What can the community help with? The bootstrapped time is up, and they are in the middle of raising a seed round. If you're thinking of the "Shark Tank" episode, well, Alex says they're "called sharks for a reason." Umano is now ready for investing, so any connections would be great!
— Umano —
How? Umano calls it the "local everywhere approach to scale." They make Giving Trips to hand-deliver the charitable backpacks and pick up drawings, and then come back to Athens, Ga., and make collections curated for the target market in those communities that speaks specifically to them and the giving partners in those communities. And then, as Alex says, "rinse and repeat in a virtuous cycle." It's a "social shopping community" that builds on that something universal about kids' art that speaks to people.
It's also a multi-dimensional approach to repackaging the goodwill of the branded concept in a way that unprecedented partners can take advantage of. For example, they could get inner-city kids in Atlanta to draw airplanes, and Delta pilots could vote on them for a tie, so then Delta benefits with the repackaging goodwill, they get exposure and drive down customer acquisition costs, while the kids get the charitable boost back. It's no longer e-commerce, Alex says, it's "just commerce ... at the right place, right time, always, and everywhere" across multiple touchpoints that leverage tech to maximize lifetime value. Essentially, the canvas for Umano is limitless.
Umano had a successful appearance on "Shark Tank," and the audience was fascinated with what they'd learned from the opportunity. Alex says it's a bit of trial-by-fire and having to fine-tune your business model on the spot, fielding some tough questions, and they were fortunate to have a positive experience and came out supercharged to move forward. One area where they really shone on the show was supply chain logistics. Turns out that Jonathan is a supply-chain wizard, and had traveled to Turkey (with no Turkish language skills) and somehow found a company who agreed to produce their items at quantities 100 times smaller than their typical minimum runs, which produced a better quality at better prices.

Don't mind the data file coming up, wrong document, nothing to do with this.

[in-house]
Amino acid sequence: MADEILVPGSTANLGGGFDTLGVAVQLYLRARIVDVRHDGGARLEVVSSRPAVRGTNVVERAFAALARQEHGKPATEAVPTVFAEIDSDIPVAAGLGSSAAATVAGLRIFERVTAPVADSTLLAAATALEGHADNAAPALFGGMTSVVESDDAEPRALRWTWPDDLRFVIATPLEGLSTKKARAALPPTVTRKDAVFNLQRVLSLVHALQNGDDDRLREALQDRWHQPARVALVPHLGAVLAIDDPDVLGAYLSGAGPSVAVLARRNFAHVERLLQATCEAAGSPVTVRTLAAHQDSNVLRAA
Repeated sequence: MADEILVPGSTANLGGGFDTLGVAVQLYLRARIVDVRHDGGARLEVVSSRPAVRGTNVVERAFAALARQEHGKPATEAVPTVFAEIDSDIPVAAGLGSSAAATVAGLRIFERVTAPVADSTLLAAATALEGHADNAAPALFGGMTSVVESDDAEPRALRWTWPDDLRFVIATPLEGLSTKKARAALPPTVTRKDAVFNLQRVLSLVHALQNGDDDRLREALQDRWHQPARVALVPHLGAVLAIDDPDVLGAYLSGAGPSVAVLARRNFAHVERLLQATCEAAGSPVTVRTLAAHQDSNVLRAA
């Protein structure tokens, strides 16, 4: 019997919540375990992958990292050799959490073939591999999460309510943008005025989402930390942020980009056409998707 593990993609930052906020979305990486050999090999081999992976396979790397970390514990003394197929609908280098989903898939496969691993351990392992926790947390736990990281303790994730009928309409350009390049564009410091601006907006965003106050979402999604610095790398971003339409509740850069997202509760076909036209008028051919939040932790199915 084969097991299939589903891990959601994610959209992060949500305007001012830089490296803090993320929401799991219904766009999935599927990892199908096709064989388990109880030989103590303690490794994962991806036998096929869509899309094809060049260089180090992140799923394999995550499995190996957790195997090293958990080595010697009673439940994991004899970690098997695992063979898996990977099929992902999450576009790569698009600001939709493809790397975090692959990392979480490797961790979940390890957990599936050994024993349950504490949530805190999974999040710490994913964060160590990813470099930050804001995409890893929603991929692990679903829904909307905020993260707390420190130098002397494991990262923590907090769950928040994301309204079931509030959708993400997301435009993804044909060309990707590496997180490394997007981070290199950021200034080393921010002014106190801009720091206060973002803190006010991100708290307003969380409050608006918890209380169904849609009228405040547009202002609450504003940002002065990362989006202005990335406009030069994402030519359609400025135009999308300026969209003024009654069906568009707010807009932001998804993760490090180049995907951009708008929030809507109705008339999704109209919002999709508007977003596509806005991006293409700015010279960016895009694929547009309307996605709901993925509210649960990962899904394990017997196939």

Alex says they have been positively influenced by the many other excellent consumer brands, such as Everlane, who work seriously on the idea of social entrepreneurship and being able to take for-profit ingenuity to serve a social purpose. When a product becomes very popular, Umano creates a royalty program that goes back to that school or district.
Though there's no true age limit on submissions, the Umano team has found that there's more "explosive creativity" between first and third grades, and moving into the fourth grade something changes. They want to empower the kids to keep the creativity flowing past third grade, but many successful submissions do currently come from that age range.
I personally loved this entire presentation and company. Though Umano was the last presenter between the audience and beer refills (which is, as Alex put it, "a dangerous place to be"), their message resonated strongly with the crowd, who paid rapt attention until the last possible minute and mobbed them afterwards.
If you can distract a bunch of entrepreneurs from the free beer, I'd say you have a solid pitch! Can't wait to see what's next for Umano and the kids.
That's a wrap for the eleventh Consumer Show at Switchyards; see you there next time?